(This is the second of two articles about the new proposal. To read the first, click here. )
BEDFORD HILLS, N.Y. -- Feedback regarding a preliminary development proposal for a vacant part of the Bedford Playhouse site was a mix of concern and receptiveness at a public meeting on Tuesday, July 22.
Residents who were wary expressed concerns about changing local character and of traffic, while some were open to the proposal because of its housing component. Some speakers, including a few with concerns, praised the visual part of the plan.
The three-building proposal for the Bedford Village property - it was presented at the meeting , which was held by the Planning Board - would have 32 housing units, along with retail and restaurant space. Some of the units would be affordable housing.
“It looks fantastic,” said Martha Hennig, who lives near the site. However, her concern was about septic and the lack of a local sewer system.
Kenneth Horn, president of site developer Alchemy Properties, noted that a new septic system would have to be developed. He also expressed confidence in addressing the issue. An engineering firm was engaged for the matter, Horn disclosed. Based on the engineering feedback, there is also a possibility that excess septic capacity could be added, which could be used by others in the area.
Anne Kronenberg’s concern was about having more volume in town. She praised the sleepy nature of Bedford and worried that the hamlet would be “hurt.”
Ellis Cousens expressed concern about changing character due to the quantity of people who would be coming to the site.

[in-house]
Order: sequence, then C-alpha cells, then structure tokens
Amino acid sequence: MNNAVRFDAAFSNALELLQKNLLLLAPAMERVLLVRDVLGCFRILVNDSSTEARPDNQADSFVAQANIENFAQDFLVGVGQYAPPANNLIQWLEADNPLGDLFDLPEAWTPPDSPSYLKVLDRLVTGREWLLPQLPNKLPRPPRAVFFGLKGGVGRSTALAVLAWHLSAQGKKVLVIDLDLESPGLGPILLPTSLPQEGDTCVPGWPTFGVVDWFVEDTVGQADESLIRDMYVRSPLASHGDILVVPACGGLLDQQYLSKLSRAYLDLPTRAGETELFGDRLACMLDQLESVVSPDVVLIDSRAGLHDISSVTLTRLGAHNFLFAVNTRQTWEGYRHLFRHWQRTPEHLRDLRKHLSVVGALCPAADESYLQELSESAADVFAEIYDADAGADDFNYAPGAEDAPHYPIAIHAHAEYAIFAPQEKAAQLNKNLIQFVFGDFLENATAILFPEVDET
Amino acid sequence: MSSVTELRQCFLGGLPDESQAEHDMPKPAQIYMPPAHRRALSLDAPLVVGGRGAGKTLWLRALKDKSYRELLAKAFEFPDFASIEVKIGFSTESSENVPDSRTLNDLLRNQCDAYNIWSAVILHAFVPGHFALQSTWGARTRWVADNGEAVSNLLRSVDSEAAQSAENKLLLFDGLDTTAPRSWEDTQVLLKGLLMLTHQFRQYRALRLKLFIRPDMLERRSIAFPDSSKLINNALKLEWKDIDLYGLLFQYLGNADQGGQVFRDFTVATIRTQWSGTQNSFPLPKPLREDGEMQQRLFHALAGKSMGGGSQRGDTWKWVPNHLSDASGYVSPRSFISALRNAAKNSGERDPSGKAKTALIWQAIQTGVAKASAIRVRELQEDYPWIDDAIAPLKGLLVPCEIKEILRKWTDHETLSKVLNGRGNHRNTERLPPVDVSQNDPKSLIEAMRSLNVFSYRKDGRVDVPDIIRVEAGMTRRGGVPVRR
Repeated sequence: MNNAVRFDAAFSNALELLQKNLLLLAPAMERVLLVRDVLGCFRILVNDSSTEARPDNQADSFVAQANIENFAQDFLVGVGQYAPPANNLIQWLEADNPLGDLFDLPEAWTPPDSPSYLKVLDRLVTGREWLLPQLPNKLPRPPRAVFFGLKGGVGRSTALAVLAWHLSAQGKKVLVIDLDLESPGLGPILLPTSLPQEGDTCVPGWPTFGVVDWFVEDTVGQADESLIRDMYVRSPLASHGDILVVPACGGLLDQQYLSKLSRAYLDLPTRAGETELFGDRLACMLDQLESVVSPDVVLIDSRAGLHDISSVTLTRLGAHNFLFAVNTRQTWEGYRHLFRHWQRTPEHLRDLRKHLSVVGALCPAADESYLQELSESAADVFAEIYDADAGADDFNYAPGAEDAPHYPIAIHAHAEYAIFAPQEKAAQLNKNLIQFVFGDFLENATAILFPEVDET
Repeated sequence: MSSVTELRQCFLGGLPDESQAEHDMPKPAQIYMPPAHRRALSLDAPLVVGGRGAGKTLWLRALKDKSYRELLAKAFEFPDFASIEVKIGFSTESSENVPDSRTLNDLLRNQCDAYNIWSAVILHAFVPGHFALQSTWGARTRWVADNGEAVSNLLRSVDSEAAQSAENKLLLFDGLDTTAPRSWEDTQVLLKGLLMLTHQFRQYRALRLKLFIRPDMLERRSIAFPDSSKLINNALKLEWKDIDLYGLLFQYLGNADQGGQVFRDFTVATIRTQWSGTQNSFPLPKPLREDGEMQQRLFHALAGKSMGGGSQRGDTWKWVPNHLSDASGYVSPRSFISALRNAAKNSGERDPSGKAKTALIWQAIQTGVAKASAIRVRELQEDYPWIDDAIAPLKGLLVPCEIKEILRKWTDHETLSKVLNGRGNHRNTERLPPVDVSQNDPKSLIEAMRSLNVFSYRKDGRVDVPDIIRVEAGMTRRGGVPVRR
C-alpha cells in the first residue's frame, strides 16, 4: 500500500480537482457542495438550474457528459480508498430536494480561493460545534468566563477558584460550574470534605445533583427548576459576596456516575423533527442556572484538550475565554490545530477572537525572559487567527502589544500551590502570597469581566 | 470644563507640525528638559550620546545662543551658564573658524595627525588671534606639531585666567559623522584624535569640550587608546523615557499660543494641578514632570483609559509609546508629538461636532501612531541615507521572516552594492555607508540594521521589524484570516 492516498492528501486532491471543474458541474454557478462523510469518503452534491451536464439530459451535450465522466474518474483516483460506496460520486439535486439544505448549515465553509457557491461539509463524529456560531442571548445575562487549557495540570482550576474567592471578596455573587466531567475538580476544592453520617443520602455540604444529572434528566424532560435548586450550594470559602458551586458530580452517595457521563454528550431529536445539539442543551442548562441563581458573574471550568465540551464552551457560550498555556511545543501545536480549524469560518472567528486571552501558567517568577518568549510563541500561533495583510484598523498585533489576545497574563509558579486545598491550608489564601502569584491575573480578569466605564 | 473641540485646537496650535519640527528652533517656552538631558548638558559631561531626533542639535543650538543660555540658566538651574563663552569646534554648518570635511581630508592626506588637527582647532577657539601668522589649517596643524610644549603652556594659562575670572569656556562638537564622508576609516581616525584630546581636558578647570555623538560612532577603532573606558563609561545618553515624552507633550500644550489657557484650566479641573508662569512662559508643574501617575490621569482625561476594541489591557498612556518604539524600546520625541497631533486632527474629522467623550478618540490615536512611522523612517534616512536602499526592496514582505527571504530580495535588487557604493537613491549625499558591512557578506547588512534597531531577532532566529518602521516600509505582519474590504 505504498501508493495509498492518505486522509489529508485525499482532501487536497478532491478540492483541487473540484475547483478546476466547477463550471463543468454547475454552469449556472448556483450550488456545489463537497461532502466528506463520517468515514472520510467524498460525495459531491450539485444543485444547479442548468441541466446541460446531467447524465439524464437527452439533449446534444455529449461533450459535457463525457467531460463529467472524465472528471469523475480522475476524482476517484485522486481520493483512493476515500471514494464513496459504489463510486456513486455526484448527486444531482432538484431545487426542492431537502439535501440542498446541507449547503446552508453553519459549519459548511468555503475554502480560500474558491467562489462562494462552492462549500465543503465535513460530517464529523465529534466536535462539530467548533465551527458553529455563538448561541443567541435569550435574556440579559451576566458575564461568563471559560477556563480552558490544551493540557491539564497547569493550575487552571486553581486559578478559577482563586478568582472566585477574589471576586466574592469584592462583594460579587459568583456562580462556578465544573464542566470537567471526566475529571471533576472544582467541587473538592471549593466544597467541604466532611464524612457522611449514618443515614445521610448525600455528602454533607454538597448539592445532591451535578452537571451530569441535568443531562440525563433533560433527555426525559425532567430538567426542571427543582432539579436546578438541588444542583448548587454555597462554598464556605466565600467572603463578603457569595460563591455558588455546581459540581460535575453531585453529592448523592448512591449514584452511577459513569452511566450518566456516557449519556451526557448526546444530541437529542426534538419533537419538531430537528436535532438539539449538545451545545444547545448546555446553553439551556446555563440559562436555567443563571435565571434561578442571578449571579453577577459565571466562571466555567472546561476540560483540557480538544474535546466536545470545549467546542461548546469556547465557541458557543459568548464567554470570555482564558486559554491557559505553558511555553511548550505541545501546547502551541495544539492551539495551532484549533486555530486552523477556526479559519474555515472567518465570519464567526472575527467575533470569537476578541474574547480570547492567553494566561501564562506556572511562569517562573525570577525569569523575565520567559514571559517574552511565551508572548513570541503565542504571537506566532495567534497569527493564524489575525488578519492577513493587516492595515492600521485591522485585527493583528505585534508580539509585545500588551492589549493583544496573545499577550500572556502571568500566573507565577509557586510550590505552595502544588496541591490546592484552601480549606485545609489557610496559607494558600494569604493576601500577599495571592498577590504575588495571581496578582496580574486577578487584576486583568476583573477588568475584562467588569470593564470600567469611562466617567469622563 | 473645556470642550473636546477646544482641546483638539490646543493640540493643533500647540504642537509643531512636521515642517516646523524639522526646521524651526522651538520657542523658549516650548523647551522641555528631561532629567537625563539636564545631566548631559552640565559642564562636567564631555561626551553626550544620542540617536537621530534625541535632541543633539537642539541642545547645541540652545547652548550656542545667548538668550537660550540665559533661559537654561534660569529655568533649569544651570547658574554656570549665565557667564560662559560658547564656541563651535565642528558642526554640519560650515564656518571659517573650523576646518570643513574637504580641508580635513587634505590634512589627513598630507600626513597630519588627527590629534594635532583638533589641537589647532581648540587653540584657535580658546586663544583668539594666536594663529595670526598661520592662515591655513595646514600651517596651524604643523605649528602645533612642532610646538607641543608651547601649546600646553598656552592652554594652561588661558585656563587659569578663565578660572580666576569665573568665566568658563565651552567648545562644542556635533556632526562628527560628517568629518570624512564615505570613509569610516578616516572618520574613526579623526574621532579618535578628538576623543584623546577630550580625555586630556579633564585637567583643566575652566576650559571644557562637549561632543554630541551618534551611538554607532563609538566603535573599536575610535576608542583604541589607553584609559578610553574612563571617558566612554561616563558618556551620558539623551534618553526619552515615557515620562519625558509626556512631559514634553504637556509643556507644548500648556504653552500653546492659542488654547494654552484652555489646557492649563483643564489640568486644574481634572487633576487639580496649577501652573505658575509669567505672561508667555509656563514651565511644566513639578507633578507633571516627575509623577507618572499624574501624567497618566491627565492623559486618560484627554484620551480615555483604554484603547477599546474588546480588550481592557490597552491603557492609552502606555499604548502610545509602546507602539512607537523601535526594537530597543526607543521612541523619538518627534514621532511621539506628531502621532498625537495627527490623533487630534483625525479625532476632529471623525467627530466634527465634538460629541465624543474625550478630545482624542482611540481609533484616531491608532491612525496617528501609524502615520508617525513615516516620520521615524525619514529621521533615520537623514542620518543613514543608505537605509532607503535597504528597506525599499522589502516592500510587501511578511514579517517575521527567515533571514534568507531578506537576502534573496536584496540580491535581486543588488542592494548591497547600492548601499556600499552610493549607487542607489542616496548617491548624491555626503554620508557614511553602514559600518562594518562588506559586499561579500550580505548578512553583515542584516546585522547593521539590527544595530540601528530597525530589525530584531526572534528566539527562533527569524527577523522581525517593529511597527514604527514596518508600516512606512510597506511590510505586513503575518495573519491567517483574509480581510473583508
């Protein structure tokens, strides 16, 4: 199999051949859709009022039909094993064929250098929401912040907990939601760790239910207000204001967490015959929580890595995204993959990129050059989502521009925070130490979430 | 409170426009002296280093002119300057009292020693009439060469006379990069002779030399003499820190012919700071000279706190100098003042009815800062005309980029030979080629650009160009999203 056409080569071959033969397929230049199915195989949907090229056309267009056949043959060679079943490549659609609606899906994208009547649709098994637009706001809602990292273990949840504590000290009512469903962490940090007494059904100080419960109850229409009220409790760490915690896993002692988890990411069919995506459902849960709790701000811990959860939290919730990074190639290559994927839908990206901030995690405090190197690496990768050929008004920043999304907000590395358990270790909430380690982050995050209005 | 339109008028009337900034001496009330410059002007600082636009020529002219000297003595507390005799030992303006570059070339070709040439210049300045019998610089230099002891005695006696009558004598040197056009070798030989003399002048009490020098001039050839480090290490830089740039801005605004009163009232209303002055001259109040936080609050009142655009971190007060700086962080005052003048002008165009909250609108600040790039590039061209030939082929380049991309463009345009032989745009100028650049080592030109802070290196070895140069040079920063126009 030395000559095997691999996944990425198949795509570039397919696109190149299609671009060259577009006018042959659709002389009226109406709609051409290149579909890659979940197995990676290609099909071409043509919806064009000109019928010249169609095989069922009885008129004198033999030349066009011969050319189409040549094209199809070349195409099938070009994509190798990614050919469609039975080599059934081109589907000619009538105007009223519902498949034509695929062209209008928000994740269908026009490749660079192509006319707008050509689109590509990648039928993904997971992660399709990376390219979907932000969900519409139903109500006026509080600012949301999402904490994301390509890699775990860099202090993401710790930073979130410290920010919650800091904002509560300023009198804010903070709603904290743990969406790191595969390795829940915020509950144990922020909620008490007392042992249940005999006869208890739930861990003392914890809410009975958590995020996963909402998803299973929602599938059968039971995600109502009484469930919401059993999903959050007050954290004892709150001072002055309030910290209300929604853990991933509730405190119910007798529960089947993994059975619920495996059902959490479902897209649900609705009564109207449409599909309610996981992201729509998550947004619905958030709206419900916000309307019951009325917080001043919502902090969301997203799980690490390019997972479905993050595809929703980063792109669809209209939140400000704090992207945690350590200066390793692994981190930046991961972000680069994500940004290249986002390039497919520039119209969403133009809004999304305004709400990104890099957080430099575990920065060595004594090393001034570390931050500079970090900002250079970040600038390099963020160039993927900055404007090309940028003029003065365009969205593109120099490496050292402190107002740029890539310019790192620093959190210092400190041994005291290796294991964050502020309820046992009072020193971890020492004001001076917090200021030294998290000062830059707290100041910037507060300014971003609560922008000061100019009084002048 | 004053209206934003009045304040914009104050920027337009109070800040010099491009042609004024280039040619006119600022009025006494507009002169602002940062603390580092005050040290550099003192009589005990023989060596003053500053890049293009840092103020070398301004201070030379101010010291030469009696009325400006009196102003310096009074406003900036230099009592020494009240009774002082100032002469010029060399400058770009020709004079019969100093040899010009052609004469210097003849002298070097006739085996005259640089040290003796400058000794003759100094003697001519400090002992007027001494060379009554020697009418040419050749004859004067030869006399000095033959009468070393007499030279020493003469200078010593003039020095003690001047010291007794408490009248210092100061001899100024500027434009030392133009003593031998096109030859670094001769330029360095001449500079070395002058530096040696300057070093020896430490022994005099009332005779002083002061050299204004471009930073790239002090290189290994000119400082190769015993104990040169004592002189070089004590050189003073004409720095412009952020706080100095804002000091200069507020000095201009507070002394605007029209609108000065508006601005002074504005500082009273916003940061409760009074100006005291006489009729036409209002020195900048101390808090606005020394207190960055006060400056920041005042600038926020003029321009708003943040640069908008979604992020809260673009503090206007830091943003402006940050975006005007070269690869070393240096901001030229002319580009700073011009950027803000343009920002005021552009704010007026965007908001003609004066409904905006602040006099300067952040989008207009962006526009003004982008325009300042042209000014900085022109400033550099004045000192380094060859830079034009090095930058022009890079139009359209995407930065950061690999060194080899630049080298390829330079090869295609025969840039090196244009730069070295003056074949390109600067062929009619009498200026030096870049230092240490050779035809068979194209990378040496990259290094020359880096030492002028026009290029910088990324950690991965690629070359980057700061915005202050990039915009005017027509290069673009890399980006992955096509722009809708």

John Stockbridge, the town’s historian, called it a “terrific development” but added that it is in the “wrong place.”
Howland Robinson, who opposes changing the vacant area's current single-family residential zoning, called the proposal a “multiple person application,” and mentioned traffic and people living there. He was concerned that the development could impact the school district due to new kids coming in.
Horn denied that there would be anything done that is detrimental, and said that “we get the fact that Bedford is Bedford.”
He also does not plan on pursuing a project that the public is against.
“We’re just not going to,” Horn said.
However, Horn also brought up the financial aspect of project massing, suggesting a relationship between size and what is economical.
Some residents spoke favorably about having more housing in the area for older people.
David Menken noted the challenge that his parents have, which involves using an expensive rental, and was supportive of having housing locally that is more affordable.
Helen Banks Iral, who grew up in Bedford Village, spoke in favor of housing for older residents. Iral, who now lives in Yorktown Heights, did have a concern about traffic configuration for nearby Court Street, one of a few speakers who brought it up.
Planning Board Vice Chair John Sullivan gave a message of not fearing change and said that a single-family house is “not right there either.” He noted past examples of change to Bedford Village, including the addition of the Playhouse itself and development across the street.
A man who is a longtime resident and has children and grandchildren who live locally, had a similar message. The resident also noted that his 1780 house, which he plans to sell, had a subsequent addition.
Written comment about the project is being accepted until Sept. 3, according to Donald Coe, the meeting's moderator.
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